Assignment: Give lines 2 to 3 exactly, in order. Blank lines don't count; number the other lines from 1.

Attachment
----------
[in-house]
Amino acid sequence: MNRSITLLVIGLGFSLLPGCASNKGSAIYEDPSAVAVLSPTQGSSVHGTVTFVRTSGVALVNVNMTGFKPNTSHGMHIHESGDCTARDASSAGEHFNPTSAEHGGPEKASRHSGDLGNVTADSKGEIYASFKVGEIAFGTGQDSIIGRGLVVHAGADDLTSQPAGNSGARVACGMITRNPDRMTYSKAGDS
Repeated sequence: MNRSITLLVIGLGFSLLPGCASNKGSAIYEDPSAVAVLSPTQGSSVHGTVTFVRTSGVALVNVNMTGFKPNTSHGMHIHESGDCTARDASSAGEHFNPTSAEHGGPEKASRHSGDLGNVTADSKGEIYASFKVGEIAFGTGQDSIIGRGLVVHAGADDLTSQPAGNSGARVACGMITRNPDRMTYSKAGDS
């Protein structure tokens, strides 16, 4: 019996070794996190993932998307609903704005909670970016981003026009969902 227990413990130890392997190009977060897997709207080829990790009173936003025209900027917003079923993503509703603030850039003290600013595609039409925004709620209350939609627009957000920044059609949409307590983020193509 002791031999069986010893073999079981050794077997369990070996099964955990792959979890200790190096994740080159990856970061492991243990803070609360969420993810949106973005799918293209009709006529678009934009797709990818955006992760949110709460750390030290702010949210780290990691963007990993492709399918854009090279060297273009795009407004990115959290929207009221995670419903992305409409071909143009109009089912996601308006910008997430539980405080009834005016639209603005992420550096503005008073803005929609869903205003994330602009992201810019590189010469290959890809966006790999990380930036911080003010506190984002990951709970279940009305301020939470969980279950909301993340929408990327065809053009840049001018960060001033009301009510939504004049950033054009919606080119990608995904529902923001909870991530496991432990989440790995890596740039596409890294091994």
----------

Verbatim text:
Amino acid sequence: MNRSITLLVIGLGFSLLPGCASNKGSAIYEDPSAVAVLSPTQGSSVHGTVTFVRTSGVALVNVNMTGFKPNTSHGMHIHESGDCTARDASSAGEHFNPTSAEHGGPEKASRHSGDLGNVTADSKGEIYASFKVGEIAFGTGQDSIIGRGLVVHAGADDLTSQPAGNSGARVACGMITRNPDRMTYSKAGDS
Repeated sequence: MNRSITLLVIGLGFSLLPGCASNKGSAIYEDPSAVAVLSPTQGSSVHGTVTFVRTSGVALVNVNMTGFKPNTSHGMHIHESGDCTARDASSAGEHFNPTSAEHGGPEKASRHSGDLGNVTADSKGEIYASFKVGEIAFGTGQDSIIGRGLVVHAGADDLTSQPAGNSGARVACGMITRNPDRMTYSKAGDS